There is seldom a book that is recommended on my readers’ group and I don’t know what to make of it. Most recommendations, needless to say, are exceptionally handpicked and experienced. That list is endless. The other, however, which I mentioned formerly, is quite short. To be honest, it is close to non-existence considering the other list. The Night Circus by Erin Morgenstern is, well, one such book. I don’t know what exactly it is. Nor I would ever know. A fantastical romance perhaps? Or a thrilling friendship? Maybe it is a romantic fantasy or friendly thriller. I do not know.
The circus comes without warning. No announcements precede it, no last date mentioned. But it is the circus of dreams. Within it, you will find the dreamers exploring the remotest corners and the newbies crawling into the popular tents. Within it, you will find marvels that haven’t been witnessed before and be spellbound. Within it, you will find a contortionist, a fortune teller, an illusionist, multiple human statues, big cats, and small cats. Within it, you will enchant yourself. Within it, you will live a dream. The circus of dreams.
While Marco stays outside the physical bounds of the circus, Celia remains within. From their zones, they compete for a challenge for which they have been waiting since childhood and that will define their entire lives. Erecting tents with never seen before beauties, leading the patrons on a journey that is like no other. Is this mere illusion or true magic? One would never know.
Despite my intriguing description of the plot (I know it is, LOL) I would not lead you on a nice appraising review. By all means, this review will be all about what I had expected and what I had got. It isn’t going to be goody goody, it is going to be an all-guns-blazing-out-review by an underwhelmed reader.
There are problems in this book, aplenty, or at least for me. There is confusion. From the beginning, nothing is clear. The blurb doesn’t help at all. Who gives such an ambiguous blurb! In my opinion, only those who want you to believe something when it is about something else entirely. Then there is the issue of the timeline, don’t even get me started on it! Back and forth, and back and present, back and forth, and present, back and forth, and back and back, back and forth, and present. Irritating and highly confusing. Who does this! How does one remember what happened when, LOL. I gave up trying to figure it out after 50 pages or so. In fact, I gave up reading entirely the first time and managed to finish this book off on my second serious attempt, after having let it sit on my side table for a month to torture myself into picking it up again. The numerous characters are bland. No depth, barely any emotions, and hardly any thoughts. Except for the fact that the characters have some dialogues, there is nothing else to show that they are different than the inanimate things in the circus. In fact, the illusions were more passionately talked about. More so than the fleeting passion that the protagonists have for each other, a flicker of a romance and then darkness.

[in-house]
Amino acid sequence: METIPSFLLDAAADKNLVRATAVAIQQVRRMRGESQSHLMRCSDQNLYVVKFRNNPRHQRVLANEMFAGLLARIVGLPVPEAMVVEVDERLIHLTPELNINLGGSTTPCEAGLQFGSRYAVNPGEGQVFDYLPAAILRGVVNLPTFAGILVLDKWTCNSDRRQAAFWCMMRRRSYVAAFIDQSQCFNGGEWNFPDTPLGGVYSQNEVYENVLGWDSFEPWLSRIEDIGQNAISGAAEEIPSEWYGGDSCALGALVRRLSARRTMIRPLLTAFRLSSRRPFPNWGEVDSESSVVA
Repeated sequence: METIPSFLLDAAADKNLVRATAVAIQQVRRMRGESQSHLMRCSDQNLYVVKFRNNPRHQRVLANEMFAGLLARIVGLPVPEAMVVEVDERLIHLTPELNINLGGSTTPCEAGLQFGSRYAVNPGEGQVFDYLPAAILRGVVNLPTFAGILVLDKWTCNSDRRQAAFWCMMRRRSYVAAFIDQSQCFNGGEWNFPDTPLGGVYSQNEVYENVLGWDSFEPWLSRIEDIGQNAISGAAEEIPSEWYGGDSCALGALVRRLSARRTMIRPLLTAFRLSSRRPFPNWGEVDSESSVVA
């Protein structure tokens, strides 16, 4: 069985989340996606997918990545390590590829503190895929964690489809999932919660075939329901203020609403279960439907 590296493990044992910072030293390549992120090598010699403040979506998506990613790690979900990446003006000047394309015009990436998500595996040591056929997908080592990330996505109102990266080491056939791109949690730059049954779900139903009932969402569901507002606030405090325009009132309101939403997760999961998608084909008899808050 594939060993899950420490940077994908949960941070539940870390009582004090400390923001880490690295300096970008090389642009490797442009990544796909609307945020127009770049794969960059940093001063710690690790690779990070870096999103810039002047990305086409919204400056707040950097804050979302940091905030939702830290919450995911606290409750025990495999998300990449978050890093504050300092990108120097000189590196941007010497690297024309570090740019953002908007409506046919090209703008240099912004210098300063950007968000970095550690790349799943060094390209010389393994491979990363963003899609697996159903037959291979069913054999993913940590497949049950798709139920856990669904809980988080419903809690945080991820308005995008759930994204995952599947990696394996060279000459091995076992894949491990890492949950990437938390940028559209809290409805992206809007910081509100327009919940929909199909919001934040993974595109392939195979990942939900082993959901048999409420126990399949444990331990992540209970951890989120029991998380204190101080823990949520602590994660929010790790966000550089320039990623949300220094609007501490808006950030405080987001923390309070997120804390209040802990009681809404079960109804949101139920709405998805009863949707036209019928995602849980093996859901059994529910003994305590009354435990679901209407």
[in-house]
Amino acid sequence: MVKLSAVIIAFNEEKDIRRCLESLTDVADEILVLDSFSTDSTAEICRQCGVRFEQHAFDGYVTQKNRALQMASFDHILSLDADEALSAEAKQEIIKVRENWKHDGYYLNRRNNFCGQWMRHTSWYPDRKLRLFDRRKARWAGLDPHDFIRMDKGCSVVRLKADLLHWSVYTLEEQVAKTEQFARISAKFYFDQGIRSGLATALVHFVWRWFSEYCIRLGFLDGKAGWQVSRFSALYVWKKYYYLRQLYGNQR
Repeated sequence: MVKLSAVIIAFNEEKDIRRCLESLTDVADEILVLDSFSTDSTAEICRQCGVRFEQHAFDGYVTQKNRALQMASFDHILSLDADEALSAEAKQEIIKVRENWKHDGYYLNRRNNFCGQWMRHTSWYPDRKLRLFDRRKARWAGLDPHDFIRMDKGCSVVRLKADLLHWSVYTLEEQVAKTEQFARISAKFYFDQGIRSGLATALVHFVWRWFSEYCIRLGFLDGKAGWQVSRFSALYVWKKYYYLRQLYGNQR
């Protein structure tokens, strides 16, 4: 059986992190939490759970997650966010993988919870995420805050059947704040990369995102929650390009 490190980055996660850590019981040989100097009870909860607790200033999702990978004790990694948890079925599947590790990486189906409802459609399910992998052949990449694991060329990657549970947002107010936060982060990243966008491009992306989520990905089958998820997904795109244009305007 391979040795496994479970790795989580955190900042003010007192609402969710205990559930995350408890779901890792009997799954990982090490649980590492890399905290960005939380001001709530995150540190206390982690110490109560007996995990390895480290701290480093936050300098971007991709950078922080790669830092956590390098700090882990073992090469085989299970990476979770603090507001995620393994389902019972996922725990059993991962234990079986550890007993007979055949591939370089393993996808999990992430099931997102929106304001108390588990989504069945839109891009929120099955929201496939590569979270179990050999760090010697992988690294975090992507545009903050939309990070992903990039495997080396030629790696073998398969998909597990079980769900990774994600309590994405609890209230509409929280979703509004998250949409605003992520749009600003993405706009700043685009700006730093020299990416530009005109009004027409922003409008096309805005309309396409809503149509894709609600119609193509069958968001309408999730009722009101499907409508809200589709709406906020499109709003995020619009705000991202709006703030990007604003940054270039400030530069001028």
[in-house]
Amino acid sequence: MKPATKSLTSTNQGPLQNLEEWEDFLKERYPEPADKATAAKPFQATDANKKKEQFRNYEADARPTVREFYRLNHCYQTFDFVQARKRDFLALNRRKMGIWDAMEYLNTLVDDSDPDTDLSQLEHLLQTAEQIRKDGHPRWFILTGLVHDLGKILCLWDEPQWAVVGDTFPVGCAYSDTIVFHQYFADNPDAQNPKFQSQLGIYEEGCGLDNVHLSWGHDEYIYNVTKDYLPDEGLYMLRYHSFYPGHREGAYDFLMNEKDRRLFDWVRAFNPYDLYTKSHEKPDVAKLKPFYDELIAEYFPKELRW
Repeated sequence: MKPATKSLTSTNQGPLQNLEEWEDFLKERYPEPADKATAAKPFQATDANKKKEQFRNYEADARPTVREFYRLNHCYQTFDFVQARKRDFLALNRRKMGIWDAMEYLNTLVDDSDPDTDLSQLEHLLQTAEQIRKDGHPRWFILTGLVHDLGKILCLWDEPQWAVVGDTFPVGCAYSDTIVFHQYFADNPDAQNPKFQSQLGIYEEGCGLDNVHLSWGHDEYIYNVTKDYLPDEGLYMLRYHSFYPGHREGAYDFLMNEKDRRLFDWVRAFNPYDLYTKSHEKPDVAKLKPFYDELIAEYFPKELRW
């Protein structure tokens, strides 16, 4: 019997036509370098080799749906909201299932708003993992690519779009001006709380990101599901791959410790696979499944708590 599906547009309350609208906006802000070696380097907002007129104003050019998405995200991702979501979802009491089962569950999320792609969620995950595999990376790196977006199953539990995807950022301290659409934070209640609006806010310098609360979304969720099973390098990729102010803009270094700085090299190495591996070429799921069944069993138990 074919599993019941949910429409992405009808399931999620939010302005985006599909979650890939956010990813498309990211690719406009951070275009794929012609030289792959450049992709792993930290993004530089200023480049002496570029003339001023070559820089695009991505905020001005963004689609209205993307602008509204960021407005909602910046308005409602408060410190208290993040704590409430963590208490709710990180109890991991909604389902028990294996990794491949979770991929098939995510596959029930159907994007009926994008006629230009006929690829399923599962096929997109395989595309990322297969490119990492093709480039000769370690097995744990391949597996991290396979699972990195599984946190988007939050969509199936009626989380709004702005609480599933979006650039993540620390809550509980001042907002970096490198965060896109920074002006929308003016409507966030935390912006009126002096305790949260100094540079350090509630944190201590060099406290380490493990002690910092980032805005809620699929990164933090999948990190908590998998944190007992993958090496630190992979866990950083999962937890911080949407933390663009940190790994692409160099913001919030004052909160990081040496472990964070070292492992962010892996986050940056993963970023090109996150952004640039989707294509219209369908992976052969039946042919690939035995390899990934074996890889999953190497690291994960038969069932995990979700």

There is so much more that could have been explored given the concept, so novel and other-worldly. But the lack of a path leads to chaos, a story that goes nowhere, a story that has multiple ends, a story that leaves its characters and readers in need of more respect. The human relationships could have been less robotic and more humane and the implementation of the story could have been, in turn colorful, rather than the black and white and grey that signifies the circus.
The prose, however, is beautiful, the writing flawlessly flowing from circus tents to city offices. There is a dreamlike aura about the whole thing. But what is the purpose of this book? It is like reading a plotless story. What is the entire build-up of almost 500 pages leading to? Nothing substantial could be held on to. Where is the big reveal? The entire premise is wronged by the end that takes place. And where, o where is the duel that was promised? A real live duel that was pointed towards from the beginning. I would never know.